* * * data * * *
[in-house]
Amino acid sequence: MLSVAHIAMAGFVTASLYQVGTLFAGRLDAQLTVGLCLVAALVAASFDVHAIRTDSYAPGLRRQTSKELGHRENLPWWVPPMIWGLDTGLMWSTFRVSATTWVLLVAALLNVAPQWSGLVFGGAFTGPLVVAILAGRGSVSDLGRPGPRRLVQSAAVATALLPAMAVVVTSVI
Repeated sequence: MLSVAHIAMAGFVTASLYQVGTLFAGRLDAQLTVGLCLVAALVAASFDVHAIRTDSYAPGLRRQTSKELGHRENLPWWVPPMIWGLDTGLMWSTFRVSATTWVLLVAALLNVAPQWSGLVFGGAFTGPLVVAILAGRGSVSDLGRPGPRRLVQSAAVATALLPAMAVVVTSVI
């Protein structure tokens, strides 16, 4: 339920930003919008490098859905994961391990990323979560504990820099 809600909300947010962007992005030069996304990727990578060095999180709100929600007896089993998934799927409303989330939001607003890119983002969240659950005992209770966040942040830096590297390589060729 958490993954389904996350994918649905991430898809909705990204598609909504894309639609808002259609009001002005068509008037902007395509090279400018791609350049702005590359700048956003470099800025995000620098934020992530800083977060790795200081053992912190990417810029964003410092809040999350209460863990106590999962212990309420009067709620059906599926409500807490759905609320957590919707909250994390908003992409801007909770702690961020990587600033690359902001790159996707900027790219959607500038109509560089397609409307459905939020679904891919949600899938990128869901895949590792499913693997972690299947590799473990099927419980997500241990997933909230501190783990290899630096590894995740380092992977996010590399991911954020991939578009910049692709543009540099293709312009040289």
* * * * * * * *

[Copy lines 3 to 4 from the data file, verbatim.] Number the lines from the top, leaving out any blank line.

Repeated sequence: MLSVAHIAMAGFVTASLYQVGTLFAGRLDAQLTVGLCLVAALVAASFDVHAIRTDSYAPGLRRQTSKELGHRENLPWWVPPMIWGLDTGLMWSTFRVSATTWVLLVAALLNVAPQWSGLVFGGAFTGPLVVAILAGRGSVSDLGRPGPRRLVQSAAVATALLPAMAVVVTSVI
């Protein structure tokens, strides 16, 4: 339920930003919008490098859905994961391990990323979560504990820099 809600909300947010962007992005030069996304990727990578060095999180709100929600007896089993998934799927409303989330939001607003890119983002969240659950005992209770966040942040830096590297390589060729 958490993954389904996350994918649905991430898809909705990204598609909504894309639609808002259609009001002005068509008037902007395509090279400018791609350049702005590359700048956003470099800025995000620098934020992530800083977060790795200081053992912190990417810029964003410092809040999350209460863990106590999962212990309420009067709620059906599926409500807490759905609320957590919707909250994390908003992409801007909770702690961020990587600033690359902001790159996707900027790219959607500038109509560089397609409307459905939020679904891919949600899938990128869901895949590792499913693997972690299947590799473990099927419980997500241990997933909230501190783990290899630096590894995740380092992977996010590399991911954020991939578009910049692709543009540099293709312009040289």